The Irish Times view on the CSO’s migration estimates: planning for the future
New figures confirm the population is growing rapidly, nudged forward by a natural increase of births over deaths, rising inward migration and falling emigration
The latest figures from the CSO confirm that the population is growing rapidly, nudged forward by a natural increase of births over deaths; by rising inward migration and by falling emigration. Photograph: Dara Mac Dónaill
You cannot plan for the future without having a clear picture of the present. That is why the work of the Central Statistics Office (CSO) is so important in establishing population trends within the State and in giving advance notice of requirements for schools, hospitals, housing and other vital services.
Early governments paid scant attention to this vital information. That is changing, however, and inter-census estimates now provide additional, up-to-date details.
The latest figures from the CSO confirm the population is growing rapidly, nudged forward by a natural increase of births over deaths, by rising inward migration and by falling emigration. In the year to last April, more than 90,000 immigrants came here. Close on one-third of those were returning Irish nationals while, of those leaving, about half were Irish born.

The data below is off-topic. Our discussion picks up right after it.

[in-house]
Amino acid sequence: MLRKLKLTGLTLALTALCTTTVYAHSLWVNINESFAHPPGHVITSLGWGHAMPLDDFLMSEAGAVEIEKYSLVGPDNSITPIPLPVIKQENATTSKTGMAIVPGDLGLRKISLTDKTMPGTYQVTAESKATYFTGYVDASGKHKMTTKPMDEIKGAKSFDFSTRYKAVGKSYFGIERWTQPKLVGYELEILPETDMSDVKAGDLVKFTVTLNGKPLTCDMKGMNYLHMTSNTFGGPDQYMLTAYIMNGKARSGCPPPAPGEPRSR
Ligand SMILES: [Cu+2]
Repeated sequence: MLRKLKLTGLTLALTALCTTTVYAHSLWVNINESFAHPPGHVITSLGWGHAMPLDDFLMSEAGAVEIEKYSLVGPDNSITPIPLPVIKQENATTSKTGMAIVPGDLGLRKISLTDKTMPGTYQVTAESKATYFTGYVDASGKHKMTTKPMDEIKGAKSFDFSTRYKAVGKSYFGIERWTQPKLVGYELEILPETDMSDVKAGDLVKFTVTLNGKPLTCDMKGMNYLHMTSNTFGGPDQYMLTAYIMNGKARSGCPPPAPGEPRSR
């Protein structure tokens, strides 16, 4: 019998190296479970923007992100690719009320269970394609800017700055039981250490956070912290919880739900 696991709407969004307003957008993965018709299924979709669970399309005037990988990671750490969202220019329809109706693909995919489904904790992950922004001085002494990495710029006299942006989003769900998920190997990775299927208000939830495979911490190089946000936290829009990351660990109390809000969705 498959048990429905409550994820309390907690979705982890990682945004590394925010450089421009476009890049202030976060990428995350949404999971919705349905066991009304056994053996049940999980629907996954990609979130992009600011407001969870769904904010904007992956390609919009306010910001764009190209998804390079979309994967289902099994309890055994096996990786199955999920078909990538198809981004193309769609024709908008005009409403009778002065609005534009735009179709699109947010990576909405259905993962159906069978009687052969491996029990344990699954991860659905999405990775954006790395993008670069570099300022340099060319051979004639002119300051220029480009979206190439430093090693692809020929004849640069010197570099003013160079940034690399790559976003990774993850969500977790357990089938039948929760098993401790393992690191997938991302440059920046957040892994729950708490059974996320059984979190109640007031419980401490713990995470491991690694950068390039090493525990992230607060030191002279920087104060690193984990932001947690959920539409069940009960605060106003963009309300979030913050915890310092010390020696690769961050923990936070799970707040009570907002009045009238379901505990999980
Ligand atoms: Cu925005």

For the first time in 10 years, more Irish citizens returned home than left the country. The overall effect was an increase of 64,500 residents for the year, bringing the population to 4.857 million.
These CSO estimates provide support for the Government’s 10-year National Development Plan. It has been designed to moderate the growth of Dublin in favour of the regional cities of Cork, Limerick, Waterford and Galway, where populations are growing strongly. Investment in social housing and infrastructure are critical elements of this plan. And while regional strategies are due to be decided by the end of this year, there is no certainty the Dáil will ratify them because of political and local rivalries.
We are now a multicultural society, with one in eight residents born elsewhere, and the demand for skilled and unskilled workers is rising
Planning for education will be affected by these figures. The number of children under 14 years of age has remained static, while there has been significant growth in the 15-24 age cohort. Investment in third-level education will, therefore, become more urgent, compared to primary and second levels. The benefits of a skilled workforce have been demonstrated through rising incomes and economic growth. In that context, nearly two-thirds of immigrants over 15 years of age have third-level qualifications.
We are now a multicultural society, with one in eight residents born elsewhere, and the demand for skilled and unskilled workers is rising. Within the past year, non-Irish nationals from outside the EU accounted for one-third of all immigrants. At the same time, this group made up nearly one-third of emigrants. A similar pattern emerged following the Brexit vote, with more people coming from the UK than going there.
But the rise in immigration numbers, along with balanced emigration, suggests a continuation of the housing shortage. Pressure on social services is also likely to grow. The Government should take precautions and revive some of the structures that were designed to encourage integration and counter racism more than 10 years ago.